Marbled White on the rise


One of the UK's most attractive butterflies, Marbled White, has increased in both range and abundance across Britain, with a warming climate cited as a key contributing factor.

Numbers of the striking butterfly have soared in the hotter temperatures, with climate change thought to be the lead factor behind the species' success. In an effort to understand and monitor this progress, Butterfly Conservation and the Big Butterfly Count are asking the public to record any sightings.

Marbled White (Joe Murphy).

Marbled Whites have enjoyed a 50 per cent increase in the last 40 years and have expanded their range too – what was once a speciality of central and southern England is now found as far north as Yorkshire. As a meadow and grassland species, the warmer temperatures have allowed the colonisation of new areas that have avoided intensive modern farming methods.  

As part of the Big Butterfly Count, Butterfly Conservation and English Heritage have partnered to encourage people to look out for Marbled Whites and other grassland species, when they visit the charity’s castles. Many of the castle grounds are surrounded by the meadow habitats in which grassland species thrive, including Common Blue, Gatekeeper, Meadow Brown, Ringlet and Small Copper.

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The Big Butterfly Count encourages people to identify and record 17 species of common butterflies and two day-flying moths during three weeks of high summer, across the UK. The results will help track the ongoing spread of Marbled White, and could also shed more light onto the long-term population fluctuations of the butterfly.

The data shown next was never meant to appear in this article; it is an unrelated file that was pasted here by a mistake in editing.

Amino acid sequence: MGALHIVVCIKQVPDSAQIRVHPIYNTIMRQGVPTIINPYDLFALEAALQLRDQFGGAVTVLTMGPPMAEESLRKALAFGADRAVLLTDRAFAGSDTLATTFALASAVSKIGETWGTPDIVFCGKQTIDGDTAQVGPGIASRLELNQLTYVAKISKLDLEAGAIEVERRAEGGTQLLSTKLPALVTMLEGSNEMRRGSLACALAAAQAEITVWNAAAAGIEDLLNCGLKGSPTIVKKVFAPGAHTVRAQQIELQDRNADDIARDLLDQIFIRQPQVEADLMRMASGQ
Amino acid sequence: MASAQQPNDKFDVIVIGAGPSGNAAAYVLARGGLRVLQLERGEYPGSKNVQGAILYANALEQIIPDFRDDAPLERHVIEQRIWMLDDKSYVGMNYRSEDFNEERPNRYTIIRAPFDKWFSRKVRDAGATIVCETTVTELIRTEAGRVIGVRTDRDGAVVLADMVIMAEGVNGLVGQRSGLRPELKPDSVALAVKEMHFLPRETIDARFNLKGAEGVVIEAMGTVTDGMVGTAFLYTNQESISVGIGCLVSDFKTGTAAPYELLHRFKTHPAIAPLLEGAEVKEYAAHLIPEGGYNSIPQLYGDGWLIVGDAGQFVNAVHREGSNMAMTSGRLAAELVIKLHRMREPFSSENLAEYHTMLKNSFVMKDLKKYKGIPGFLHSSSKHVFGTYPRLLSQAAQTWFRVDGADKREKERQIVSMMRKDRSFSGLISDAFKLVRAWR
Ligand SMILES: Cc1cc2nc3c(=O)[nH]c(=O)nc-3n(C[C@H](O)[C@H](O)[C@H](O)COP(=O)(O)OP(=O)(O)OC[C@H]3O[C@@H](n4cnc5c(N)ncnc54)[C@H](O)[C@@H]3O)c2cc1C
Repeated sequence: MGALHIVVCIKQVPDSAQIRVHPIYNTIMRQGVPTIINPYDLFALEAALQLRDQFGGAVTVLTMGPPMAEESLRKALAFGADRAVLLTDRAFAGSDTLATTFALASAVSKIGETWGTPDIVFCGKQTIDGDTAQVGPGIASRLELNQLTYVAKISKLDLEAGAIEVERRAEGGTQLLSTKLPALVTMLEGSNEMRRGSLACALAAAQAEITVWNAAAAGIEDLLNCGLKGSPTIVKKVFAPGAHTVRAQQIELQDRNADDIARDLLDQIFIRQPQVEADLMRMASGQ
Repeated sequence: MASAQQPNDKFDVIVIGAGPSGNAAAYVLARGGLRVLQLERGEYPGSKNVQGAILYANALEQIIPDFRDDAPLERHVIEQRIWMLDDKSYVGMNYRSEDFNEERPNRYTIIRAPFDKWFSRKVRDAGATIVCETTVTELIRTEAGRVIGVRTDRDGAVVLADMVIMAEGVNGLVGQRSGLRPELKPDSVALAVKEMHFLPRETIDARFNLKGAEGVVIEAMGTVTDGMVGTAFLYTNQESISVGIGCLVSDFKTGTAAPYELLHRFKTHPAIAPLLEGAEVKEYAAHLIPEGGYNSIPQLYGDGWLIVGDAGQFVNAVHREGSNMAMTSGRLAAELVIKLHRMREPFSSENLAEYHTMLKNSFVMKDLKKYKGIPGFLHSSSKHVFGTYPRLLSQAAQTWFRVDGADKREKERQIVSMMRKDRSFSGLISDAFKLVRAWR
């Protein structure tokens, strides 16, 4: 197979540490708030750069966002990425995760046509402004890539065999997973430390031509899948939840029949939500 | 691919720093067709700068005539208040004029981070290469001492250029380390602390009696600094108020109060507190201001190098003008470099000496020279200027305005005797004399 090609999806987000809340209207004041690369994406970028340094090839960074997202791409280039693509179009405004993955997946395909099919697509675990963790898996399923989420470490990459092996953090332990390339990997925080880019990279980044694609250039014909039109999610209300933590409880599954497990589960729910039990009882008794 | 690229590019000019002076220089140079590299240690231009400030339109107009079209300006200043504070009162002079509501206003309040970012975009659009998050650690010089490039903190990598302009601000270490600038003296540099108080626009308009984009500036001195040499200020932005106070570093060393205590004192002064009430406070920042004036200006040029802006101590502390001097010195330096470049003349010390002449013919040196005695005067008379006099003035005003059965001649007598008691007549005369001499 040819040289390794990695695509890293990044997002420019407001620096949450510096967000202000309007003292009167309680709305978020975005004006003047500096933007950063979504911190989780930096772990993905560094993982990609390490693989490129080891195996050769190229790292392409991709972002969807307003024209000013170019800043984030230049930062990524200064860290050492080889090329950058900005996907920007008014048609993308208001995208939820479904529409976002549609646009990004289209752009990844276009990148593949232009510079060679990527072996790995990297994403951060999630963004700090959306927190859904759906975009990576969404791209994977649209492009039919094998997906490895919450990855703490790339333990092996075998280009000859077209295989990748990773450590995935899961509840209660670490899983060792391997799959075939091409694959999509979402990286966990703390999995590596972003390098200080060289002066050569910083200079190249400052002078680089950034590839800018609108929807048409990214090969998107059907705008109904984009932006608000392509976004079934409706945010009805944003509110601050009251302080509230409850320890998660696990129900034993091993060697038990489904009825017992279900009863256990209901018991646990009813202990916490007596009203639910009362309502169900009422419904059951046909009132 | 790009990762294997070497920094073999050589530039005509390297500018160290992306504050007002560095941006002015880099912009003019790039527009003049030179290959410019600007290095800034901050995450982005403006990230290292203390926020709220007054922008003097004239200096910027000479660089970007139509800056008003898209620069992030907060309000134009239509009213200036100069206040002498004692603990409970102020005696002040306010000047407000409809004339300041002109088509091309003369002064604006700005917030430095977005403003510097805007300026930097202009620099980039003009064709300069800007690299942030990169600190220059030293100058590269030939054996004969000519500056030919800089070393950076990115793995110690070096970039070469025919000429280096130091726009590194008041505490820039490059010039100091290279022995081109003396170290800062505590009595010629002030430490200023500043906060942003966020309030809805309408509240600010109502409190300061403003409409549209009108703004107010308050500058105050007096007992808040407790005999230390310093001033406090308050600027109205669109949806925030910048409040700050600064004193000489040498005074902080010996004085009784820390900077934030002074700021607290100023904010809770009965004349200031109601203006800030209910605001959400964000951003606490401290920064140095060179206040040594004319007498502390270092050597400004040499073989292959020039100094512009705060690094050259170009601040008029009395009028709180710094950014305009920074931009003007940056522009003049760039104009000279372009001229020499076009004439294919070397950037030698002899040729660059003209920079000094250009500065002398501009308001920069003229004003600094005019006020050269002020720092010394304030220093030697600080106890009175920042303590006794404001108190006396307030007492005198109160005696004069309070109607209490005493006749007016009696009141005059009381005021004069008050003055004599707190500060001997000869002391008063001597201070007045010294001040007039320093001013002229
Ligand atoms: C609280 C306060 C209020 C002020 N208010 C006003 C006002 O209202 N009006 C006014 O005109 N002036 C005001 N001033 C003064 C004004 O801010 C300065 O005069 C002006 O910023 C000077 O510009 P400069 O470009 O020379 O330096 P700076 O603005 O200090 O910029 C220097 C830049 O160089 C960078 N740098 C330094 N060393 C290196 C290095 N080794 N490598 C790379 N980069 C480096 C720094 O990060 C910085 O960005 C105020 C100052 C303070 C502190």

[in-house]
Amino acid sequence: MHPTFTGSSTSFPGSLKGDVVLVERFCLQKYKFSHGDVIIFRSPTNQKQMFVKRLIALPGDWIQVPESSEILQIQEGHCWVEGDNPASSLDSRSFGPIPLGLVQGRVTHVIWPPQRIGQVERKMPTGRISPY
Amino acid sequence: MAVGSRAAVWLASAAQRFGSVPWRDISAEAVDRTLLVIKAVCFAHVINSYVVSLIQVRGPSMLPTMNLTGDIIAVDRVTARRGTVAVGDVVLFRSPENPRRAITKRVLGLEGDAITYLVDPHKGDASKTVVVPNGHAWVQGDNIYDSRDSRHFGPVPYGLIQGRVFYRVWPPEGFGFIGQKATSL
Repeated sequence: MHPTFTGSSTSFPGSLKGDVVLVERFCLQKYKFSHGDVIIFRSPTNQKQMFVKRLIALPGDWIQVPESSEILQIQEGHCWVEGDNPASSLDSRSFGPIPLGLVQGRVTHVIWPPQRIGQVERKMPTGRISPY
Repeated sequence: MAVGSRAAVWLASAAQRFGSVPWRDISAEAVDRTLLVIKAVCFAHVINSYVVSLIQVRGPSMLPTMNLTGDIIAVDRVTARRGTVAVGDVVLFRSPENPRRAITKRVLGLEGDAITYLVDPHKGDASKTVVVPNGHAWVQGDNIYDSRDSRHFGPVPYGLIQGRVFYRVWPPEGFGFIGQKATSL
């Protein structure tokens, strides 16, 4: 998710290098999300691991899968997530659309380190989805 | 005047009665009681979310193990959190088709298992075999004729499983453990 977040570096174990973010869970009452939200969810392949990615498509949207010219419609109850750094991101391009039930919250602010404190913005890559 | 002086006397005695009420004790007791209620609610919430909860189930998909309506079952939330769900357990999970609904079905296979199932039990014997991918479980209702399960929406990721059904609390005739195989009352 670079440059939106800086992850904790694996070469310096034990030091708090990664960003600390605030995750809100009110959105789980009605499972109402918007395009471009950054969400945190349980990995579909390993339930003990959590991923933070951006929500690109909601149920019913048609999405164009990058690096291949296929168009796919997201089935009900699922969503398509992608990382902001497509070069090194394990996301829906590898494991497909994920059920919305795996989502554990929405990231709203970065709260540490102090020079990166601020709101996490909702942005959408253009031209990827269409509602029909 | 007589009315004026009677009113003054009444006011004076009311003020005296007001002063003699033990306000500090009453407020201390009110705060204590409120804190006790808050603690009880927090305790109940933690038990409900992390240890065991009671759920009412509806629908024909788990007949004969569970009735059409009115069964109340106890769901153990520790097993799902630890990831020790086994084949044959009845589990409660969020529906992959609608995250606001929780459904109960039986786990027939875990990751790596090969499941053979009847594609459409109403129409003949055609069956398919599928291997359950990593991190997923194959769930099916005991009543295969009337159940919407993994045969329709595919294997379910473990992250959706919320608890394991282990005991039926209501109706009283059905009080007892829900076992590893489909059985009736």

Butterfly Conservation President, Sir David Attenborough, touched on the Marbled White increase: “The spectacle of a summer meadow brought to life by countless Marbled Whites pottering among the wild flowers is one of the unexpected treats of the British countryside. This species is not only one of our most beautiful, but it also represents a butterfly success story, adapting to our changing climate to march north while increasing its population.”

Marbled White (Bob Eade).

Richard Fox, Butterfly Conservation Associate Director of Recording and Research, encouraged the public to take part in the count, explaining: “Taking part in the Big Butterfly Count is not only good for our understanding and conservation of native butterflies, but it is good for people too – whether that’s taking 15 minutes out of a busy day to enjoy the beauty of butterflies or engaging your children or grandchildren with their natural heritage.”

The Big Butterfly Count runs until 12 August, and you can take part and then submit sightings online at www.bigbutterflycount.org or via the free Big Butterfly Count app, which is available for both iOS and Android.